1. Use the "black" brush to draw the lay-in, then mass in the shadows. After those are in, begin massing the lights.
2. Use black for all the areas in shadow, and white for all the areas in light.
3. If two areas of shadow come together, shape-weld them together with the black.
4. If two areas of light come together, group them together with white.
5. Try to avoid outlines.
6. Don't do too much blending at the transition between light and shadow.
7. You can leave some areas of the background tone of the board showing, but not too much.
1. After doing this exercise in its purest form, you can allow yourself a little variation within the shadows and a little within the lights, but keep those variations very close in value, and don't be seduced by middle tones.
2. Replace the black with a more mid-range color, so that you do the same exercise but within a narrower value range. I'll show examples of this in the future. Add a Comment
Sorry but the Free First Five Pages Workshop is now closed. Once again, we filled up in under a minute! I will email the participants that made it into the workshop today. If you don't hear from me, I'm sorry but you didn't get in this month. Please try again next month!
Add a Comment
Blog: OUPblog (Login to Add to MyJacketFlap)
JacketFlap tags: *Featured, Online products, Linguistics, Rhetoric & Quotations, oxford dictionaries, Oxford Dictionaries Online, ODO, political rhetoric, Sorry About That, Edwin L. Battistella, The Language of Public Apology, Public Apologies, Apology Tour, Nonapology, Etymology of Apologize, Public Rhetoric, Add a tag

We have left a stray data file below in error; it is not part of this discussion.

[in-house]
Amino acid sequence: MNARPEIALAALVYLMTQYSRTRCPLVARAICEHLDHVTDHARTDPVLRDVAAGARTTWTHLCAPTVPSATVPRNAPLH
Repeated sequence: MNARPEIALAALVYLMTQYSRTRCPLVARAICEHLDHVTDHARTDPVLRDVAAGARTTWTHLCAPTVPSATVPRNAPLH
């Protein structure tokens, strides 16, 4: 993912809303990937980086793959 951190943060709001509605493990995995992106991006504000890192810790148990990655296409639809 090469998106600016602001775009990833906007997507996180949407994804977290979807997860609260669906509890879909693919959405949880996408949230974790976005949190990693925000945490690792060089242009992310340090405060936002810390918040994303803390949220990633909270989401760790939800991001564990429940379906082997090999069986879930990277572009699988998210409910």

OxfordDictionaries.com is adding the nouns apology tour and nonapology. These additions represent two related steps in the evolution of the noun apology, which first entered English in the sixteenth century, according to the Oxford English Dictionary (OED). Its earliest example is a book title: the 1533 Apologie of Syr Thomas More.
The post Regretoric: the rise of the “nonapology” apology and the “apology tour” appeared first on OUPblog.Add a Comment
Blog: Adventures in Children's Publishing (Login to Add to MyJacketFlap)
JacketFlap tags: #writing, 1st 5 pages workshop w/ Brian Katcher, Add a tag
Our February workshop is now open! We'll take the first five Middle Grade, Young Adult, or New Adult entries that meet all guidelines and formatting requirements. Click here to get the rules. I will post when it opens and closes on Adventures in YA Publishing and on twitter (@etcashman), with the hashtag #1st5pages. In addition to our wonderful permanent mentors, we have author Brian Katcher and agent Christa Heschke!
So get those pages ready - we usually fill up in under a minute - and good luck!
Blog: my juicy little universe (Login to Add to MyJacketFlap)
JacketFlap tags: doll poems, Found Object Project, Laura Shovan, photopoetry, Add a tag
Yes, I finally found my way to Laura Shovan's new website and to her February Writing Workout...and I'm excited that the prompts for daily writing are all about found objects. Better yet, we don't even have to find our own objects...photos are provided!
So I'm jumping in to follow along as well as I'm able, starting with the Day 6 found object(s) below.
A Doll Trap
secured behind glass
they gaze out